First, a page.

A moving van arrived at the Governor’s mansion in Richmond Tuesday to begin moving Governor Ralph Northam and the First Lady Pam out of the historic building.
Governor Northam, while officially from Norfolk, was the second Eastern Shore native to hold the Commonwealth of Virginia’s top office, the first being Governor Henry Wise who served from 1855 – 1859.
Northam’s time in the governor’s mansion was tumultuous to say the least.
Scandals and missteps plagued his administration, including ordering mandatory evacuations for a hurricane that never hit coastal Virginia, a misguided response to a question on loosening of abortion restrictions which attracted national attention and the black face yearbook scandal that almost cost him his governorship.
Northam also faced the COVID-19 pandemic and ordered the removal of the historic equestrian statue of General Robert E. Lee after national riots erupted following the death of an unarmed black man in Minnesota at the hands of police.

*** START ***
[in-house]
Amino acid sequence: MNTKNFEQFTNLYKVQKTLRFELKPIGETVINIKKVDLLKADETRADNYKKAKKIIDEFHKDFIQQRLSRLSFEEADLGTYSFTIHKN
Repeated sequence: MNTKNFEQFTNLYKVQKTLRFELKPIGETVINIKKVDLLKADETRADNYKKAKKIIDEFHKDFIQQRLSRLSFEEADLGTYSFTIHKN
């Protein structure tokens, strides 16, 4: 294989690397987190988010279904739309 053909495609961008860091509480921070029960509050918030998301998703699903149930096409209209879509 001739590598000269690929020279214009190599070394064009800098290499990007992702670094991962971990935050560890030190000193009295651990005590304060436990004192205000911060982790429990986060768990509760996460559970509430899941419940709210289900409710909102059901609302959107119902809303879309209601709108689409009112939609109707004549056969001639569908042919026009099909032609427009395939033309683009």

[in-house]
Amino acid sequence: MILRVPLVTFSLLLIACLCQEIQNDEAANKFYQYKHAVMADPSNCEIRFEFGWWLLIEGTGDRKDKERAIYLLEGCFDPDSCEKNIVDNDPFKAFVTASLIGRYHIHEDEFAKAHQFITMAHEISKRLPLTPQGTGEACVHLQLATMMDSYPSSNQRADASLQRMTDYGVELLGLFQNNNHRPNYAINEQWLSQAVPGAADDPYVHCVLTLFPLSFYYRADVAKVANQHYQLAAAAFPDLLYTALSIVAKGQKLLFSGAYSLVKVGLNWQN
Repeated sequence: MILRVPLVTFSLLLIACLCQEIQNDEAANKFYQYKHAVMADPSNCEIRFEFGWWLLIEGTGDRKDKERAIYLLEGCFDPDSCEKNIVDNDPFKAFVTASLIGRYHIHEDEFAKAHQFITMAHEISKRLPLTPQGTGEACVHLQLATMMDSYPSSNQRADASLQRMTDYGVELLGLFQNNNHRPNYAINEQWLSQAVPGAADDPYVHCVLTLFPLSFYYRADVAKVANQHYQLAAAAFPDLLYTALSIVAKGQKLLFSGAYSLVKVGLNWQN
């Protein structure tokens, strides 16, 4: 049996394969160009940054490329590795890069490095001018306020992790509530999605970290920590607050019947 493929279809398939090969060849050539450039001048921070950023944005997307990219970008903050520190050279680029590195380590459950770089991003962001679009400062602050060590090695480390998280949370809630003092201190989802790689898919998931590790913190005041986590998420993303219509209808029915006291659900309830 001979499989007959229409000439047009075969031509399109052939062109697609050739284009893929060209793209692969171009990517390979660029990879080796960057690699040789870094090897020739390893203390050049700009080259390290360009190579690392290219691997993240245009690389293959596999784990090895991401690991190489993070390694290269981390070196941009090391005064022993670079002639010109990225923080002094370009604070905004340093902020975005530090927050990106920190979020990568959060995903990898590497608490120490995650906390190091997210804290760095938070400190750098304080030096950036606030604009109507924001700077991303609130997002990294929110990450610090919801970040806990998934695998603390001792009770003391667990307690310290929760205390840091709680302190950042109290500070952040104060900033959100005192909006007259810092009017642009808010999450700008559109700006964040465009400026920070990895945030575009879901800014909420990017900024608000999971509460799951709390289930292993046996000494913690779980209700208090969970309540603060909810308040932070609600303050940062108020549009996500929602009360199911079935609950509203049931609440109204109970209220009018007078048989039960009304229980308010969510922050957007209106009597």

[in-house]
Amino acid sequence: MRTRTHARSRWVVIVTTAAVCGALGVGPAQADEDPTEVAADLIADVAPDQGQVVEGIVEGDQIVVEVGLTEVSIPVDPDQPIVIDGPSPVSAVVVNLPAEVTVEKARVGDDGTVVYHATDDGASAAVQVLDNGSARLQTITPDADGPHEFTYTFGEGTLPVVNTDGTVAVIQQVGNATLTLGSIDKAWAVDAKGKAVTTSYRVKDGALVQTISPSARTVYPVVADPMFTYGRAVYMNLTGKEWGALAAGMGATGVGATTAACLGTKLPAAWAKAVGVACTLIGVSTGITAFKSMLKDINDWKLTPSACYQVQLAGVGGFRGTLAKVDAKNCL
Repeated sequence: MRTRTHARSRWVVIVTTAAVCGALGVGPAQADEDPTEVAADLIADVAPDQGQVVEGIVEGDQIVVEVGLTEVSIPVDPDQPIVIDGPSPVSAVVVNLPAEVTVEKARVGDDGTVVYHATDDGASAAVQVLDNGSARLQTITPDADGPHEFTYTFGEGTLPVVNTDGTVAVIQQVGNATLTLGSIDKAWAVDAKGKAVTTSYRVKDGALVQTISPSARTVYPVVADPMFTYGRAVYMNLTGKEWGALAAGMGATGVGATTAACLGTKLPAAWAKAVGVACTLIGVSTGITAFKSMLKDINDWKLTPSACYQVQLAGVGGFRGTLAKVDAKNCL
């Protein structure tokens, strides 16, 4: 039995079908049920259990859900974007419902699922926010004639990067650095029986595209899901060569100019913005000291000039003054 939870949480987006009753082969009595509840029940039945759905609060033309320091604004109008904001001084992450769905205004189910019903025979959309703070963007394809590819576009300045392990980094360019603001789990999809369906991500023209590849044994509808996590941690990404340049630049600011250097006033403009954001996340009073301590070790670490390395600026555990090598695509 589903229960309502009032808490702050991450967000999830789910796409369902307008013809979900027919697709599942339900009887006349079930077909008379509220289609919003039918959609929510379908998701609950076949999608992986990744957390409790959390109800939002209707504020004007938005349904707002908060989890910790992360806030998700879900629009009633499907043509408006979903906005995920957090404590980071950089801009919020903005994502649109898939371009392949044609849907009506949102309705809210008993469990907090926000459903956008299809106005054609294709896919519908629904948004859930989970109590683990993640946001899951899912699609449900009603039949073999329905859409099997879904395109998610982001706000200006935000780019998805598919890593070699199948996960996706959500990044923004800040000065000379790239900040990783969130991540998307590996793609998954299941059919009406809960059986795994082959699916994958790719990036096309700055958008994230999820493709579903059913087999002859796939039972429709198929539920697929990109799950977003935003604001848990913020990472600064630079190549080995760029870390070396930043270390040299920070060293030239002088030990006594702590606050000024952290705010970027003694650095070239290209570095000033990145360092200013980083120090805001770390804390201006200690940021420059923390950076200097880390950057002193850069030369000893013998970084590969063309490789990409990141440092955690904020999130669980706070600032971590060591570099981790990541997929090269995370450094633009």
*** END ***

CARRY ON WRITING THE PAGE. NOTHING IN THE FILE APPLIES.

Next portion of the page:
During the two year span where Democrats controlled both Chambers of the legislature as well as the statewide offices, several progressive initiatives were signed into law by Governor Northam, including the repeal of the death penalty, the legalization of marijuana, doubling of the minimum wage, eliminating abortion restrictions and increasing restrictions on gun ownership.
Northam’s predecessor Democrat Terry McAuliffe lost his bid for a second term in the Governor’s mansion to political newcomer Glenn Youngkin, as did the other two Democrats in statewide races. Democrats also lost the House of Delegates in November’s election.
Reports indicate the Governor will return to Norfolk to resume a medical practice. Northam was a pediatrician before winning statewide office as Lieutenant Governor in 2013.
Youngkin’s inauguration is set for Saturday, January 15, 2022, along with the inaugurations of Lieutenant Governor elect Winsome Sears, the first woman of color to hold statewide office, and Commonwealth’s Attorney elect Jason Miyares.